Reduction of artifacts in dental cone beam CT images to improve the three dimensional image reconstruction


Cone-beam CT (CBCT) scanners are based on volumetric tomography, using a 2D extended digital array providing an area detector [1,2]. Compared to traditional CT, CBCT has many advantages, such as less X-ray beam limitation, and rapid scan time, etc. However, in CBCT images the x-ray beam has lower mean kilovolt (peak) energy, so the metal artifact is more pronounced on. The position of the shadowed region in other views can be tracked by projecting the 3D coordinates of the object. Automatic image segmentation was used to replace the pixels inside the metal object with the boundary pixels. The modified projection data, using synthetically Radon Transformation, were then used to reconstruct a new back projected CBCT image. In this paper, we present a method, based on the morphological, area and pixel operators, which we applied on the Radon transformed image, to reduce the metal artifacts in CBCT, then we built the Radon back project images using the radon invers transformation. The artifacts effects on the 3d-reconstruction is that, the soft tissues appears as bones or teeth. For the preprocessing of the CBCT images, two methods are used to recognize the noisy black areas that the first depends on thresholding and closing algorithm, and the second depends on tracing boundaries after using thresholding algorithm too. The intensity of these areas is the lowest in the image than other tissues, so we profit this property to detect the edges of these areas. These two methods are applied on phantom and patient image data. It deals with reconstructed CBCT dicom images and can effectively reduce such metal artifacts. Due to the data of the constructed images are corrupted by these metal artifacts, qualitative and quantitative analysis of CBCT images is very essential.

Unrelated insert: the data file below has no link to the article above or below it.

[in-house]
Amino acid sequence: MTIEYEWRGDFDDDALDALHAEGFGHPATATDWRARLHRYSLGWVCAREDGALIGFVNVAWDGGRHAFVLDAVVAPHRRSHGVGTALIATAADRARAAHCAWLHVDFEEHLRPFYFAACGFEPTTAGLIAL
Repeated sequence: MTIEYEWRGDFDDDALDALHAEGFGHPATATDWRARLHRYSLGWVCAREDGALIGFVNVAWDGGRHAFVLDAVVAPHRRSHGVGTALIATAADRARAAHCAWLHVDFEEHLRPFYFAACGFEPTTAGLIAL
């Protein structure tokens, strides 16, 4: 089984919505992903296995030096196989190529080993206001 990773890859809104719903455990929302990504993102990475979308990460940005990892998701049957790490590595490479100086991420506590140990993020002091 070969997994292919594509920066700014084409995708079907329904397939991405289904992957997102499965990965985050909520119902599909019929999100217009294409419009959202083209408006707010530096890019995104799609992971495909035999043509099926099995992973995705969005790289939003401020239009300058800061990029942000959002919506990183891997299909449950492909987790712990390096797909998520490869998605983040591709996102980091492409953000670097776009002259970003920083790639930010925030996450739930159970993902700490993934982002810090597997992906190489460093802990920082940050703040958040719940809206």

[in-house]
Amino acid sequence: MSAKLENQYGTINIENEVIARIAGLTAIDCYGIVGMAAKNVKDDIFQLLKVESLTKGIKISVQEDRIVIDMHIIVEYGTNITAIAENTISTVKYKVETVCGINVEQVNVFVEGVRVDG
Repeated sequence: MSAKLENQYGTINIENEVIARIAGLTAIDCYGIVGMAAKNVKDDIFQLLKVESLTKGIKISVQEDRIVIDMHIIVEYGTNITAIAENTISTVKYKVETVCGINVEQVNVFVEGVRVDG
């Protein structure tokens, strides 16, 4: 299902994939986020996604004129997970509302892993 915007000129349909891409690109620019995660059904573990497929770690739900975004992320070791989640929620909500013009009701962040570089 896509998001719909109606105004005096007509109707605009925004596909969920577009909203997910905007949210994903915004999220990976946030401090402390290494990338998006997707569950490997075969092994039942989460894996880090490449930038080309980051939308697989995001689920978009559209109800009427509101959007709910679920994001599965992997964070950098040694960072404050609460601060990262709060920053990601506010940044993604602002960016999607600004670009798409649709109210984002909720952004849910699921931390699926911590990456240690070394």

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Ibraheem, I. (2012) Reduction of artifacts in dental cone beam CT images to improve the three dimensional image reconstruction. Journal of Biomedical Science and Engineering, 5, 409-415. doi: 10.4236/jbise.2012.58052.

Conflicts of Interest

The authors declare no conflicts of interest.


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